Published May 11, 2006
Now some fresh pickings from the Political Grapevine:
Former Secretary of State Madeleine Albright says the issues raised by Iranian President Mahmoud Ahmadinejad in his 17-page letter to President Bush are "not irrelevant." Speaking in Seattle, Albright urged the United States to engage in direct talks with Iran, saying, "Rather than thinking it's a clash of civilizations, I think we are in a battle of ideas."
Some of the Iranian president's ideas as expressed in that letter include questioning the basis for the existence of Israel; suggesting that U.S. security services were behind 9/11; and saying that democracy has failed in the world.
A California newspaper is standing by a story accusing U.S. Border Patrol agents of tipping off the Mexican government about the locations of citizen groups policing the border despite a denial of sorts from the U.S. government.
The Customs and Border Protection Agency calls the story, "inaccurate," saying the agents merely report allegations of misconduct to the Mexican consulate in accordance with the Vienna Convention.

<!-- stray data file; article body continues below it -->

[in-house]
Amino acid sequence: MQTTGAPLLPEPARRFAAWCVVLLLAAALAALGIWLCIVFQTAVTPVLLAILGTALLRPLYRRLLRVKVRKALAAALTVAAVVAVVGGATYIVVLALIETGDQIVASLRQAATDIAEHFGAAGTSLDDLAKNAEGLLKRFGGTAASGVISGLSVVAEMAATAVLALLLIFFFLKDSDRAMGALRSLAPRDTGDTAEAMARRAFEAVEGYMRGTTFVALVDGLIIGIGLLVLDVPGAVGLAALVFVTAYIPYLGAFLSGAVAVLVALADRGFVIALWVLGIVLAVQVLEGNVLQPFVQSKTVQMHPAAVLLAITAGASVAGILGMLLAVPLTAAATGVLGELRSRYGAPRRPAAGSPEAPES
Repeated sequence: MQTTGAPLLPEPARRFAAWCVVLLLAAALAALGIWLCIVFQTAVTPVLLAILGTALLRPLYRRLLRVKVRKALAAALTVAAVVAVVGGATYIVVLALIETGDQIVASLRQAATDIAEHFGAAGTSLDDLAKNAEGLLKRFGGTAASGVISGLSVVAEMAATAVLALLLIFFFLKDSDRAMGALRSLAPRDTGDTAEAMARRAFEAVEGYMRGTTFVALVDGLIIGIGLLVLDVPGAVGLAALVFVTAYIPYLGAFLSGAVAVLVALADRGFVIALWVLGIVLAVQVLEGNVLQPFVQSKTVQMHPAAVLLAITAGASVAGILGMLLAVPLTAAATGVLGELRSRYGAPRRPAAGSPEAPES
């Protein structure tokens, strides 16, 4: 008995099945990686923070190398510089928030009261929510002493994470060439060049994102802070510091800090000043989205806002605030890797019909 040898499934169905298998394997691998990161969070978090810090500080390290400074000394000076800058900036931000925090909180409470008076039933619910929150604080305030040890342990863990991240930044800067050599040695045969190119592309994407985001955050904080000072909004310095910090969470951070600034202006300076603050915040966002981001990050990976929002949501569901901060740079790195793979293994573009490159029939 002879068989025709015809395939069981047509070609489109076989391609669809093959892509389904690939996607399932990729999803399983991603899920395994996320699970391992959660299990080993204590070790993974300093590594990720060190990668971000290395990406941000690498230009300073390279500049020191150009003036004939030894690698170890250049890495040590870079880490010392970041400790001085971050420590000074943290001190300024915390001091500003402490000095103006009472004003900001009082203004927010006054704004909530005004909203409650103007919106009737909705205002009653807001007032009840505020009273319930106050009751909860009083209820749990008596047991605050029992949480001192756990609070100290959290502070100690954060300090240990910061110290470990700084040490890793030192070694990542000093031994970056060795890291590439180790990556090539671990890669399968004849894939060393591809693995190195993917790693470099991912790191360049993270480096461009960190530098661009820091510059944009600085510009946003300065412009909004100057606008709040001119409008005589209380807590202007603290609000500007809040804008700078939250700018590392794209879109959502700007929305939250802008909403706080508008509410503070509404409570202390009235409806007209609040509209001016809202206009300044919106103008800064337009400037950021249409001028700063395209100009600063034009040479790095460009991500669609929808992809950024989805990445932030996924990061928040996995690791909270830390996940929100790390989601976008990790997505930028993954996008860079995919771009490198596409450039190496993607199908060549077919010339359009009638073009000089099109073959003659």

But Inland Valley Daily Bulletin reporter Sara Carter tells blogger Michelle Malkin that officials haven't asked her to retract the story and objected only to her failure to mention the agency's adherence to the convention. Carter says a Mexican government Web site lists information on the whereabouts of the Minuteman organization, which the site attributes to U.S. border agents and notes that a Border Patrol spokesman confirmed the details of her original story.
In a sign of new White House Press Secretary Tony Snow's more aggressive approach, the White House has issued three e-mails challenging mainstream media reporting on Medicare and the economy.
The White House singles out CBS News for what it calls a "misleading Medicare report" claiming that just eight million seniors have signed up for prescription drug coverage, when 37 million beneficiaries — or almost 90 percent of eligible seniors — are enrolled in the plan or have other sources of coverage.
The press office also takes issue with USA Today's reporting on the drug plan and accuses The New York Times of reporting that fixed costs are "rapidly outpacing" paychecks and benefits, while ignoring positive news on America's economic progress.
Praising the President
Senator Hillary Clinton is praising President Bush, who she says took care of New York after 9/11. The New York Democrat says, "He made sure we got the resources that we needed and I'm very grateful to him for that ... I am very appreciative in the time when the people I represented needed his help, he was there for us."
Clinton also praised the president's personality, saying, "He is someone who has a lot of charm and charisma," adding, "he's been very willing to talk. He's been affable. He's been good company."
—Fox News Channel's Aaron Bruns contributed to this report.